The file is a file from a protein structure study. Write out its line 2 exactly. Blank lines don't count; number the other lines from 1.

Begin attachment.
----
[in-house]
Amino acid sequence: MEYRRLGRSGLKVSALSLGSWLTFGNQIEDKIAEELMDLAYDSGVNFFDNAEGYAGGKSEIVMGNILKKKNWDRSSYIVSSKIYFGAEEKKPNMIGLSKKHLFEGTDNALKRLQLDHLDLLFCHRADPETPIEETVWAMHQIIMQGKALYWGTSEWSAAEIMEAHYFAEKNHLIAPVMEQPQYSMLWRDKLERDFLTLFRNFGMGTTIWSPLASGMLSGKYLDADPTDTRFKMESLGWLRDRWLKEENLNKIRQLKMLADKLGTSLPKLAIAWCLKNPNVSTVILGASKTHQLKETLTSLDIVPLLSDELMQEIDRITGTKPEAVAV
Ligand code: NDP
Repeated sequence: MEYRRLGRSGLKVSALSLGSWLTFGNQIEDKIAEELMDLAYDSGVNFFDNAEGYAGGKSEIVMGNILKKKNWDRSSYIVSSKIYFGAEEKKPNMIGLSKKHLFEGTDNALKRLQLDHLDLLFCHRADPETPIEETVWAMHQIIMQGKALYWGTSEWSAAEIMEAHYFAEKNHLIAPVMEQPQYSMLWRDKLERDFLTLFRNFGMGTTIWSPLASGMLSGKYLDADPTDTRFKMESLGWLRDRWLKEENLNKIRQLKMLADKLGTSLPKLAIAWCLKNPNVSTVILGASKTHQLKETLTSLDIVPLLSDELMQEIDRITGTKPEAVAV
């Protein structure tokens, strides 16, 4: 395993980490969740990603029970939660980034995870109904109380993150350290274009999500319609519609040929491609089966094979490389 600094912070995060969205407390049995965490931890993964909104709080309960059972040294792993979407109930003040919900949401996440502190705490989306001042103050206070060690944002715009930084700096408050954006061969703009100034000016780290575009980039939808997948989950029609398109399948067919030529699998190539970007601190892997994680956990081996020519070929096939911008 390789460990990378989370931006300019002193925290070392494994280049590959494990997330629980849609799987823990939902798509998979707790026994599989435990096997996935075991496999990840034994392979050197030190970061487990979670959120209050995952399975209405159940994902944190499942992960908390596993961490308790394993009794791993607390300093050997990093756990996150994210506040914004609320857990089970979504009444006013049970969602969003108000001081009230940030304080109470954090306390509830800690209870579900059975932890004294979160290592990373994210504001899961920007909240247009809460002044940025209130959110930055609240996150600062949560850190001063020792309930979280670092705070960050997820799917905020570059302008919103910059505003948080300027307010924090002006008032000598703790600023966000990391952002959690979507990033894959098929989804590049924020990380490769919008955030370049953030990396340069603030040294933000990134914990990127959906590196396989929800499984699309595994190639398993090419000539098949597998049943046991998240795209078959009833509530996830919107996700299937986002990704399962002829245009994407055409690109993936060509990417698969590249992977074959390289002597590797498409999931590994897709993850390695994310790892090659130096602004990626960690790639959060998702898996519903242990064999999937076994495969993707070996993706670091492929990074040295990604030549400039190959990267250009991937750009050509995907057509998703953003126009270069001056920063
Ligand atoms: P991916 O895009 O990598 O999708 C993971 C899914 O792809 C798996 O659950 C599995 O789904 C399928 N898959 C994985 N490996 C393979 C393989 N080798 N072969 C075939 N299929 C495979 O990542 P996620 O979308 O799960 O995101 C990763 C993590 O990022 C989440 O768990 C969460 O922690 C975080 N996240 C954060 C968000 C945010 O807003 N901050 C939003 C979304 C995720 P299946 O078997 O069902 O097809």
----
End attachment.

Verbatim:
Amino acid sequence: MEYRRLGRSGLKVSALSLGSWLTFGNQIEDKIAEELMDLAYDSGVNFFDNAEGYAGGKSEIVMGNILKKKNWDRSSYIVSSKIYFGAEEKKPNMIGLSKKHLFEGTDNALKRLQLDHLDLLFCHRADPETPIEETVWAMHQIIMQGKALYWGTSEWSAAEIMEAHYFAEKNHLIAPVMEQPQYSMLWRDKLERDFLTLFRNFGMGTTIWSPLASGMLSGKYLDADPTDTRFKMESLGWLRDRWLKEENLNKIRQLKMLADKLGTSLPKLAIAWCLKNPNVSTVILGASKTHQLKETLTSLDIVPLLSDELMQEIDRITGTKPEAVAV